All the products supporting TOTP-based 2FA use one of the common authenticator apps such as Google Authenticator, Authy, etc.

I want to understand whether there are any security reasons behind why the implementations prefer to use the generic authenticator apps and not build the TOTP code-gen application themselves or even have it in the main app (the one that relies on TOTP for 2FA)?

I see a few concerns:

  1. Most of the TOTP use-cases are for login, so I understand the need for a different app to share the code, instead of having the code-generator within the parent app, which cannot be accessed - well - until one login. However, 2FA can have use-cases other than login
  2. Time-sync on the local device can be hard, so one can rely on apps like Google Authenticator to implement it rather than implement it themselves.

What are the other reasons? Are there any security concerns? I could not find any reference in the RFC specs.

2 Answers 2


In my opinion you are essentially asking why developers rely on existing and established apps instead of inventing their own? There are many reasons for this, like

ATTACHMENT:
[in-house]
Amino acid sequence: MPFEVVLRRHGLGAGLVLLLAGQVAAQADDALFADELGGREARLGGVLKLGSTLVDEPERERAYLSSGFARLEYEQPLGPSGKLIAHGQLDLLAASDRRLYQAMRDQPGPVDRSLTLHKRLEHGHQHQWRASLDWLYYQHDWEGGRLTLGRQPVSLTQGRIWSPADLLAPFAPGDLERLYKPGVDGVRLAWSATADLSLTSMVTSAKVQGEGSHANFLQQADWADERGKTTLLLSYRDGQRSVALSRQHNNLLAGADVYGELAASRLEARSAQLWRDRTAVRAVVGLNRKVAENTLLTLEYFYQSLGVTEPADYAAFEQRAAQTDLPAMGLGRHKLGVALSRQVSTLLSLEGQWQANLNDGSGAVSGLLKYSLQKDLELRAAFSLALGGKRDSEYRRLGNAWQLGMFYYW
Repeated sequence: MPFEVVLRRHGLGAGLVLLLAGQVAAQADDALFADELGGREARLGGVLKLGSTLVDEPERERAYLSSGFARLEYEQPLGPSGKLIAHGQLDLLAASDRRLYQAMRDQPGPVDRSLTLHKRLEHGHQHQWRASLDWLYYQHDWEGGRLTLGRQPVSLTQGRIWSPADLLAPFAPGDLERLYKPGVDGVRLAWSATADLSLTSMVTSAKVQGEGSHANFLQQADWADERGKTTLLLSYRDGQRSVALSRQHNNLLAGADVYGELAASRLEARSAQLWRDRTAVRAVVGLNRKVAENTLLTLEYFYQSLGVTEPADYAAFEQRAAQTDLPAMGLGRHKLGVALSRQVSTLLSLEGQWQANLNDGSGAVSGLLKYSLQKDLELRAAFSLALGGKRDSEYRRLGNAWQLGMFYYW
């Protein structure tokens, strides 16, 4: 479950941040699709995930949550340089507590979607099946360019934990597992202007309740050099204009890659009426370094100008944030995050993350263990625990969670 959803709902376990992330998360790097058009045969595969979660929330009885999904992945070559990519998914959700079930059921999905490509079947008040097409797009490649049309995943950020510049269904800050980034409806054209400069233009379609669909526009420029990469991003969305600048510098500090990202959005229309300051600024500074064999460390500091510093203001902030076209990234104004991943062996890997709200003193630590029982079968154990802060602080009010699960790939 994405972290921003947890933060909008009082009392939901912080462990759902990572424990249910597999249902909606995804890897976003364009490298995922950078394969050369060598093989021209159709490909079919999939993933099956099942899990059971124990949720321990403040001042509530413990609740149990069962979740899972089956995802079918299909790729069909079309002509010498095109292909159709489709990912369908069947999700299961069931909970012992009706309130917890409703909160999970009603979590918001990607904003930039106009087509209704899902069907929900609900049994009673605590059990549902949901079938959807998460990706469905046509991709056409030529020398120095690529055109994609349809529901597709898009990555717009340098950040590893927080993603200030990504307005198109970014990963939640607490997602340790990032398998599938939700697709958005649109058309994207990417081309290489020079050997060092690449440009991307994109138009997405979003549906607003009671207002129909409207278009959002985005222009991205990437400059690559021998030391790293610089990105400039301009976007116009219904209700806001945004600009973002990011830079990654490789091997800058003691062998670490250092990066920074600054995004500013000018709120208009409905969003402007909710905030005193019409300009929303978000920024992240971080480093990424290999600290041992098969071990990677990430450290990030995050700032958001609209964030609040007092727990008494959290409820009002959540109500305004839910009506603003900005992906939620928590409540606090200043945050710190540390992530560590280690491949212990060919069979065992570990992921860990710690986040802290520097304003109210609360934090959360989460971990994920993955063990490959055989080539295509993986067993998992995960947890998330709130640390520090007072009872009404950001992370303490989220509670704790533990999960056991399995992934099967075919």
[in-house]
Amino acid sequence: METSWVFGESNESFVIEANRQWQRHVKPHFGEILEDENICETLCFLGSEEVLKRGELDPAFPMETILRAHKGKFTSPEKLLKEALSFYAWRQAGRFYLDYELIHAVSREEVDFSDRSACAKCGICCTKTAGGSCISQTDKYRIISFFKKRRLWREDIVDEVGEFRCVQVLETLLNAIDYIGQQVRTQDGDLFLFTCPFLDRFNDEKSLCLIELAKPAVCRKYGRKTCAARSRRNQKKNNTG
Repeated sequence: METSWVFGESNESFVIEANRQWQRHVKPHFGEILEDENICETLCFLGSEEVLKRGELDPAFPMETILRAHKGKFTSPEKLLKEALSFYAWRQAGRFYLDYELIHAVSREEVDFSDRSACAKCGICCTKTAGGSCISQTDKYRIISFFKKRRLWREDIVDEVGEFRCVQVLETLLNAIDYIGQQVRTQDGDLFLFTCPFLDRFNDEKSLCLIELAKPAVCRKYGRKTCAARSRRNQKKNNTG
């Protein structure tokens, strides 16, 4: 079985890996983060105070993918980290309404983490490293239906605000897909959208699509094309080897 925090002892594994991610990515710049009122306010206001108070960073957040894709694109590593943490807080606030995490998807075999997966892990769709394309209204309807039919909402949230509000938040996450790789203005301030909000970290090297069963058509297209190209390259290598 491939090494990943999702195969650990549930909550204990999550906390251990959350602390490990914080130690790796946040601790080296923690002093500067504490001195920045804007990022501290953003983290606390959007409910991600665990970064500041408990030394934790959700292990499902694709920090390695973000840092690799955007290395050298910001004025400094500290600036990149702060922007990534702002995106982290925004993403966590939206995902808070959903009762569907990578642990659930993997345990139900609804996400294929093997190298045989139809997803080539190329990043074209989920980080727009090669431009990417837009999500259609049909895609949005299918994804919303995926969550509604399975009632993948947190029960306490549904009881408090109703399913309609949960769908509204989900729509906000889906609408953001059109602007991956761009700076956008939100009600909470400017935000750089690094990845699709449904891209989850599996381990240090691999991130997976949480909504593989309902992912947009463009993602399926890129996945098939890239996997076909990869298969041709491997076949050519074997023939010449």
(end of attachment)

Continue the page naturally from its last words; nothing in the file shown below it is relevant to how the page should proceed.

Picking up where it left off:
• crypto is hard so better use something proven
  • shorter time to market
  • less development costs
  • maybe these apps are already familiar to the end user, i.e. less friction for the user and less support costs for the developer

There's a common misconception that the TOTP used by Google is proprietary, or uses a Google library, or something like that. It is not. The TOTP used by Authy, Google Auth, 1Password, KeePass and others are just one math equation that uses the curent tim an the token, and output 6 or 8 digits. Nothing else. You can do the same in a few lines of PHP, Python, Java...

Usually developers recommend Google Auth because it was one of the first user friendly TOTP generators around, and most people uses Google Auth as synonym to TOTP. And the onboarding of it is very simple: install the app, scan the QRCode, done. Other solutions involve creating an account, entering passwords, being rebuked by choosing 123456 as the password, and so on.

If the user have no prior exposure to TOTP tokens, he will mostly likely install Google Auth. Users that knows about TOTP will either have it installed already, or another solution.

  • on my phones I replaced Google Auth with the open source variant FreeOTP, also user friendly with easy onboarding and all you need, available for Android and iOS.
    – lab9
    Jun 9, 2020 at 22:43

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